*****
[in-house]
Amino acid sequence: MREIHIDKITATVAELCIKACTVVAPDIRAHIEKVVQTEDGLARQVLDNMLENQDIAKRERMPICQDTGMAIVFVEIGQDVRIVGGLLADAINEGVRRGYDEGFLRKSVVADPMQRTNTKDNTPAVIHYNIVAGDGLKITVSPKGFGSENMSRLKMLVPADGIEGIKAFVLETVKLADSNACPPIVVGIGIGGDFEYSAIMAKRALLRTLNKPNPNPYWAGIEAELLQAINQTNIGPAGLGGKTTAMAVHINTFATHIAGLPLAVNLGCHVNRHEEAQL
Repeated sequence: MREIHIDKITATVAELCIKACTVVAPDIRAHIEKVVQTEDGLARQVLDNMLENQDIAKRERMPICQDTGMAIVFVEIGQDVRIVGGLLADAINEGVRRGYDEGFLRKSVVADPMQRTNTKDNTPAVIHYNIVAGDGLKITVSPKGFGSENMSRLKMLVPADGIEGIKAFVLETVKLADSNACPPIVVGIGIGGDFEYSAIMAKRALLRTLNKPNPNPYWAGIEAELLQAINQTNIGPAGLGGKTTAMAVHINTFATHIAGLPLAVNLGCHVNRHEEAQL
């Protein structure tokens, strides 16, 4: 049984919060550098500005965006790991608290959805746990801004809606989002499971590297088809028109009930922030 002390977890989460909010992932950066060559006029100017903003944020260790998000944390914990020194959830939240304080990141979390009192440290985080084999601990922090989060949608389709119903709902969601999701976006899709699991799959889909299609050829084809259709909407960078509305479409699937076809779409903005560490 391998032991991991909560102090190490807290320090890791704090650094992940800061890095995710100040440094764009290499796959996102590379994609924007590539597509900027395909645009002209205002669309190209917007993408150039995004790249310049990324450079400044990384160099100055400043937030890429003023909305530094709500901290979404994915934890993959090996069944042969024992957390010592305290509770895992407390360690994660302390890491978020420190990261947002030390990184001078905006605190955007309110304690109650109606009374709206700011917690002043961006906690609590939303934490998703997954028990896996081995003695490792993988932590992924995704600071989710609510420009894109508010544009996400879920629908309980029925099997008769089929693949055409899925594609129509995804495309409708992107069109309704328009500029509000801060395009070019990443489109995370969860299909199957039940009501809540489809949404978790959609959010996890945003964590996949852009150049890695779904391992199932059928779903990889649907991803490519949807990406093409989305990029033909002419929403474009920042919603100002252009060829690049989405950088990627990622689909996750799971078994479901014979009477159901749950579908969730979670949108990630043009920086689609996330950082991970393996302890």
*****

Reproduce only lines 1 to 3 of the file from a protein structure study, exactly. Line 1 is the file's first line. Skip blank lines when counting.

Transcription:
[in-house]
Amino acid sequence: MREIHIDKITATVAELCIKACTVVAPDIRAHIEKVVQTEDGLARQVLDNMLENQDIAKRERMPICQDTGMAIVFVEIGQDVRIVGGLLADAINEGVRRGYDEGFLRKSVVADPMQRTNTKDNTPAVIHYNIVAGDGLKITVSPKGFGSENMSRLKMLVPADGIEGIKAFVLETVKLADSNACPPIVVGIGIGGDFEYSAIMAKRALLRTLNKPNPNPYWAGIEAELLQAINQTNIGPAGLGGKTTAMAVHINTFATHIAGLPLAVNLGCHVNRHEEAQL
Repeated sequence: MREIHIDKITATVAELCIKACTVVAPDIRAHIEKVVQTEDGLARQVLDNMLENQDIAKRERMPICQDTGMAIVFVEIGQDVRIVGGLLADAINEGVRRGYDEGFLRKSVVADPMQRTNTKDNTPAVIHYNIVAGDGLKITVSPKGFGSENMSRLKMLVPADGIEGIKAFVLETVKLADSNACPPIVVGIGIGGDFEYSAIMAKRALLRTLNKPNPNPYWAGIEAELLQAINQTNIGPAGLGGKTTAMAVHINTFATHIAGLPLAVNLGCHVNRHEEAQL